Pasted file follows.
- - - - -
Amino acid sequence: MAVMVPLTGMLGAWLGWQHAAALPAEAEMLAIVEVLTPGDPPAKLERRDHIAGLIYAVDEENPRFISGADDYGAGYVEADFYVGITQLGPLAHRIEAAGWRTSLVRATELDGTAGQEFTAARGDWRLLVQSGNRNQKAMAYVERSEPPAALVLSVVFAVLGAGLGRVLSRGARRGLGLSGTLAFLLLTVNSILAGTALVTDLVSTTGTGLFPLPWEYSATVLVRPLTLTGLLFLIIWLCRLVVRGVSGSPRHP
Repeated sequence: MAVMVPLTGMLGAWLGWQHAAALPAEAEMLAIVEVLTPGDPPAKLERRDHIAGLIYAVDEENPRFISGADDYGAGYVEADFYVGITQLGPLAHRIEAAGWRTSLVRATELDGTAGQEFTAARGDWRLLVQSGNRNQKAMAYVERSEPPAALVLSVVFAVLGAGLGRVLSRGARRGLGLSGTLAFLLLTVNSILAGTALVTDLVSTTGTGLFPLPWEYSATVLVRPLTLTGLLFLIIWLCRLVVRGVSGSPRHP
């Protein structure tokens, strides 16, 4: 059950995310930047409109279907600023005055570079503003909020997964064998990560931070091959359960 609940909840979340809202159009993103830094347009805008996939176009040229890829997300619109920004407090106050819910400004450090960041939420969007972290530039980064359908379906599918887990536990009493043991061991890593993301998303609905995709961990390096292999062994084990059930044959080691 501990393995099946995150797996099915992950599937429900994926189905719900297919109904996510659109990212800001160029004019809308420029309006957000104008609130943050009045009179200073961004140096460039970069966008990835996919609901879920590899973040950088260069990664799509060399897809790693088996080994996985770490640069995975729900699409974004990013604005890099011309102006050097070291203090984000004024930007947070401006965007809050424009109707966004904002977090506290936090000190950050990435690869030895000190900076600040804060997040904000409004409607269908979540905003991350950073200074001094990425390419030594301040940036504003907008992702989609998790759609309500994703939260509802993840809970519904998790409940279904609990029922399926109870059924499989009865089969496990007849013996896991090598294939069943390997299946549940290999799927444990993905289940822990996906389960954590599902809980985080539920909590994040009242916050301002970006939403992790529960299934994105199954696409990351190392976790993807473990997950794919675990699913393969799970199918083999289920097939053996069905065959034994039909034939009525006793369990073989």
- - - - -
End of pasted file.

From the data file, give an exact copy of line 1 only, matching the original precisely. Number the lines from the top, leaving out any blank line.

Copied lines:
Amino acid sequence: MAVMVPLTGMLGAWLGWQHAAALPAEAEMLAIVEVLTPGDPPAKLERRDHIAGLIYAVDEENPRFISGADDYGAGYVEADFYVGITQLGPLAHRIEAAGWRTSLVRATELDGTAGQEFTAARGDWRLLVQSGNRNQKAMAYVERSEPPAALVLSVVFAVLGAGLGRVLSRGARRGLGLSGTLAFLLLTVNSILAGTALVTDLVSTTGTGLFPLPWEYSATVLVRPLTLTGLLFLIIWLCRLVVRGVSGSPRHP